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There are three things in every constraint satisfaction problem (CSP):

  1. Variables
  2. Domain
  3. Constraints

In the given scenario, I know how to identify the constraints, but I don't know how to identify the variables and the domain.

The given scenario is:

You are given a $n \times n$ board, where $n \geq 3$. On this board, you have to put $k$ knights where $k < n^2$, such that no knight is attacking the other knight. The knights are expected to be placed on different squares on the board. A knight can move two squares vertically and one square horizontally or two squares horizontally and one square vertically. The knights attack each other if one of them can reach the other in a single move. For example, on a $3 \times 3$ board, we can place $k=5$ knights.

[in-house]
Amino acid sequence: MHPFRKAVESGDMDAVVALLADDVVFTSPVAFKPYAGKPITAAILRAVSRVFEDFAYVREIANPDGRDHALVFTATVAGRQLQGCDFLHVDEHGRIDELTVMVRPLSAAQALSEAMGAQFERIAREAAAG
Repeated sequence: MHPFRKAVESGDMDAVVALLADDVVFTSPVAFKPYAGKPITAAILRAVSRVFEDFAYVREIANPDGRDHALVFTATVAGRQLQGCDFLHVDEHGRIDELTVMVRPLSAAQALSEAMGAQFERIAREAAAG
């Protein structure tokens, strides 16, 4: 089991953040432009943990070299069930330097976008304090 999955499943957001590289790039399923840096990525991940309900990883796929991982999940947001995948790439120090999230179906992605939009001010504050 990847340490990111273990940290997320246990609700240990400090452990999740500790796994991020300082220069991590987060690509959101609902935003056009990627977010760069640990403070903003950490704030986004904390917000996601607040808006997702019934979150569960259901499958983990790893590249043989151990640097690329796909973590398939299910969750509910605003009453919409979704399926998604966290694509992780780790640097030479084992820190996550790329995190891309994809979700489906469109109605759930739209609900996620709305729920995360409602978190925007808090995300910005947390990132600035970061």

So, the input is $m = 3, n = 3, k = 5$. There are two solutions.

Solution 1

K A K   
A K A    
K A K

Solution 2

A K A
K K K
A K A
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There are many possible ways to encode this problem, and some will be more advantageous than others

An encoding that seems like a reasonable starting point to me is:

  1. Variables: Let $S$ be a set of $k$ variables representing the coordinates of knights on the chess board.
  2. Domain: The domain of each variable is initially all vectors in $[n]^2$. Denote the components of these vectors with $[r, c]$.
  3. Constraints:
    • Let A be the set of 8 attacking moves: $A=\{[2,1],[2,-1],[-2,1],[-2,-1],[1,2],[1,-2],[-1,2],[-1,-2]\}$
    • $\forall_{i < j} S_i \neq S_j$ (no knights on the same squares)
    • $\forall_{i < j} [r_i, c_i] \notin \{[r_j + x, c_j + y] | x,y \in A\}$ (no knight attacks another knight)

That should be it. Note the use of $\forall_{i<j}$ in the constraints is to reduce the total number of constraints by half, exploiting the symmetry that knight $i$ can attack knight $j$ iff knight $j$ can attack knight $i$. You could also use $\forall_{i\neq j}$, but it would increase your constraint count to no gain.

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